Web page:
"Why, I owe at least a dozen pickled limes, and I can't pay them, you know, 'til I have the money, for Marmee forbade my having anything charged at the shop."
"Tell me all about it. Are limes the fashion now? It used to be pricking bits of rubber to make balls." And Meg tried to keep her countenance, Amy looked so grave and important.
"Why, you see, the girls are always buying them, and unless you want to be thought mean, you must do it too. It's nothing but limes now..."
Little Women, Louisa May Alcott, Chapter Seven
I'm a big fan of a pickle - onions, cucumbers, cabbage, beetroot - pretty much anything you can preserve in vinegar and eat with cheese. That said, I'm not sure I quite understand twelve-year-old Civil War era schoolgirls risking the cane to pass pickled limes under their desks. But to each their own.
I think the March girls deserve something a little more interesting, and if it's "nothing but limes now", then these tarts would be the perfect. Ideal with tea while rehearsing Jo's latest script, celebrating an engagement or trying to find out about the mysterious boy next door.
Makes nine 7.5cm tarts
175g spelt flour
40g icing sugar
90g very cold butter
2 large egg yolks
1tbsp iced water
6 large eggs
250g caster sugar
125ml double cream
50ml sour cream
Chilled metal mixing bowl
Sheet of greaseproof paper
Nine 7.5cm tart tins
Nine small squares greaseproof paper (you can use the paper from earlier)
Baking beans (or rice/uncooked beans)
1. Place the flour and icing sugar into the bowl, along with the cubed butter. Rub together, trying to touch the mixture with only your fingertips, rather than your (much warmer) palms, until it resembles fine breadcrumbs. Mix in the egg yolks and the water and bring together quickly into a dough. Shape the dough into a thick log, wrap in greaseproof paper and put it into the fridge for at least 30 minutes. Don't be tempted to skip this chilling time, or the pastry will shrink in the oven.
2. This pastry is incredibly short and crumbly (it's the icing sugar that does it) which means it's tricky to work with in a humid climate, or if the temperature in your kitchen is above a couple of degrees. However, Nigel Slater is a star - his pastry technique is a dream, and makes it very simple to line the tart cases. Instead of rolling the pastry out, just remove it from the fridge, cut thin slices from the log and press them into the tart tins, ensuring there are no gaps. Prick lightly with a fork, place on the baking tray and return to the fridge for a further half hour.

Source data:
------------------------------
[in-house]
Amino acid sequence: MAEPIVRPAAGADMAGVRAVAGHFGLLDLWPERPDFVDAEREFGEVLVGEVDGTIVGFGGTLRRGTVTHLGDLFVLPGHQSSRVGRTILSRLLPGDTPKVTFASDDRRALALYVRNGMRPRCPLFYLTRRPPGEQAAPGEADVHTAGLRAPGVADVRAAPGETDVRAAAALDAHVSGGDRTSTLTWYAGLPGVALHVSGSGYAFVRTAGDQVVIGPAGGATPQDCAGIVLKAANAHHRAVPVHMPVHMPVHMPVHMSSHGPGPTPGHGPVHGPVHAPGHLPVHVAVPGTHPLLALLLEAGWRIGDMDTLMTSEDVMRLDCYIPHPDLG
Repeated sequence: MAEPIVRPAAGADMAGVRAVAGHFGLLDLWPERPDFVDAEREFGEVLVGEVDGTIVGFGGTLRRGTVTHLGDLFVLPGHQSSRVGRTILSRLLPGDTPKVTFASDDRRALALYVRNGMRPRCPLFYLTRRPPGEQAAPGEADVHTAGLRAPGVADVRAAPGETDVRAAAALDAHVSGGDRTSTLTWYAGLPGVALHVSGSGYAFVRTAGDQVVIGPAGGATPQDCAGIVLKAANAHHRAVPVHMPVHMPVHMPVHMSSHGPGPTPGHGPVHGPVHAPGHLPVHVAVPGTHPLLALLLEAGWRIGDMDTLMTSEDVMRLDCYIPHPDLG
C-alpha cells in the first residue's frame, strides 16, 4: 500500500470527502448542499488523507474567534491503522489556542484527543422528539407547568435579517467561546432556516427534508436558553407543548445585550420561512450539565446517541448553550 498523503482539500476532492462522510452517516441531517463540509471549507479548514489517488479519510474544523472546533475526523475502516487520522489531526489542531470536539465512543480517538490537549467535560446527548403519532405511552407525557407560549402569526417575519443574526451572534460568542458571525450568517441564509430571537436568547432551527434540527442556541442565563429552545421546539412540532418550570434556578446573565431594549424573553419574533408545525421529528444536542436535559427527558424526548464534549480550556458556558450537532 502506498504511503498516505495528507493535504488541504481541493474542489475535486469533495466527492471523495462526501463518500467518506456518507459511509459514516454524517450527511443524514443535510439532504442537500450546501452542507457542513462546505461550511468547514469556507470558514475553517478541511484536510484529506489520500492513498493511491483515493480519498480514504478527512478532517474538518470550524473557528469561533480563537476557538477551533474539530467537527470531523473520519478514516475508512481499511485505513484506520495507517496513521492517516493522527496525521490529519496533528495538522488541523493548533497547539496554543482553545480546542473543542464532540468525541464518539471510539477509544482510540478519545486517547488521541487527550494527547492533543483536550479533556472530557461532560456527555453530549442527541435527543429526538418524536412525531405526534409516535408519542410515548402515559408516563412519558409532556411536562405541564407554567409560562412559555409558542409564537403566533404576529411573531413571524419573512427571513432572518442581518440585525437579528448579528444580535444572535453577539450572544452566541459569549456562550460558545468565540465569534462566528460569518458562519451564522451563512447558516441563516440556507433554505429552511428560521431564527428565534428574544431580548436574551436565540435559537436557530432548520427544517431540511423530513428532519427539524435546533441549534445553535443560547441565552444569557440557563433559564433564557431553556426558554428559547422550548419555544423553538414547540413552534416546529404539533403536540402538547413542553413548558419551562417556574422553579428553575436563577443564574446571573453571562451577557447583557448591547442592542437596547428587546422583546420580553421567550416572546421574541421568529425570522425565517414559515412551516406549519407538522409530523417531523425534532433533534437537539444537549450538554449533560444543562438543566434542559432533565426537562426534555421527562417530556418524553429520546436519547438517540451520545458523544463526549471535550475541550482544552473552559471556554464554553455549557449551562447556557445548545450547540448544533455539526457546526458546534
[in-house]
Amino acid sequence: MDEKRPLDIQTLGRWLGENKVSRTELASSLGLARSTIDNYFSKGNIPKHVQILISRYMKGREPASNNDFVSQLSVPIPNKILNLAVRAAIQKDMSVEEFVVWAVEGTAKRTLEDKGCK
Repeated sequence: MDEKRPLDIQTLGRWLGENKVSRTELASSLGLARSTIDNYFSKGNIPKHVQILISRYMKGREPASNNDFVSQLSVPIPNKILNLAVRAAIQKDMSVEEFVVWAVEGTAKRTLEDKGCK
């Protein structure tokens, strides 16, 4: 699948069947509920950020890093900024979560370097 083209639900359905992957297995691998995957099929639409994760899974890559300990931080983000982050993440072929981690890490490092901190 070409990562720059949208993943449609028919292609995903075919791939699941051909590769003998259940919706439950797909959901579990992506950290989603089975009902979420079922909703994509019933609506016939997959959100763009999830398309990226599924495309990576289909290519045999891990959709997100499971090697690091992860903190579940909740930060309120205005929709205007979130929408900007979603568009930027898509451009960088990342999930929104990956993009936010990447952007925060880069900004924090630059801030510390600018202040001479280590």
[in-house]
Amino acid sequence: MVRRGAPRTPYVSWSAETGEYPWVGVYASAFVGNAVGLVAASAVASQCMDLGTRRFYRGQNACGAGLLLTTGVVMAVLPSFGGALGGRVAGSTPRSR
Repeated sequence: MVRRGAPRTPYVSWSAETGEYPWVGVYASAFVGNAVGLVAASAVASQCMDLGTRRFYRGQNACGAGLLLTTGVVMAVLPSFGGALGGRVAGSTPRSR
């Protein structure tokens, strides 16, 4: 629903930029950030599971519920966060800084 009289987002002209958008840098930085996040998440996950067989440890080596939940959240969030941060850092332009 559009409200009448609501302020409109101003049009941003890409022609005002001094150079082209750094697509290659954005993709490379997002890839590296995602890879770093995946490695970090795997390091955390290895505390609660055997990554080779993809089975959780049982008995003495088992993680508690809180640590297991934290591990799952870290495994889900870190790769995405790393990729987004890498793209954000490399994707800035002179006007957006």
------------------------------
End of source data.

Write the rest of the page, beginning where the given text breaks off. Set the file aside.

3. Preheat the oven to 200C. Place squares of greaseproof paper into the tart cases and fill each with baking beans. Bake the cases for ten minutes, then remove the paper and beans and return to the over for another five minutes. Don't take them out of the oven until the pastry is dry to the touch, or the tarts will become soggy when you add the lime mixture. Reduce the oven temperature to 150C.
4. Finely grate the zest from two of the limes and set aside. Mix the eggs and sugar together, beating lightly for a couple of seconds, and set aside until any froth is gone from the surface. Juice as many limes as you need in the quest for 180ml of liquid - it should be between five and seven. Stir the lime juice and both creams into the egg/sugar mixture. Pour the mixture through a sieve and into the measuring jug, then add the lime zest.
5. Pour the mixture into the tart tins and carefully return to the oven. Bake for 25 minutes, taking them out when the filling is still slightly wobbly. Serve cool with crème fraîche and more grated lime zest.
Recipe adapted from Nigel Slater's Kitchen Diaries. If all my recipe books (and there are quite a few of them) were thrown into a fire tomorrow, this is the one I'd jump through the flames for. It is a truly wonderful format - it's written as a year-long food diary - and I am therefore continually opening it to the day's date to answer the immortal question 'What Would Nigel Eat?'. My brilliant dad bought it for me in a secondhand bookshop in Camden one memorable autumn morning more than three years ago. We've shared a love for Nigel, and his inner-city garden, ever since.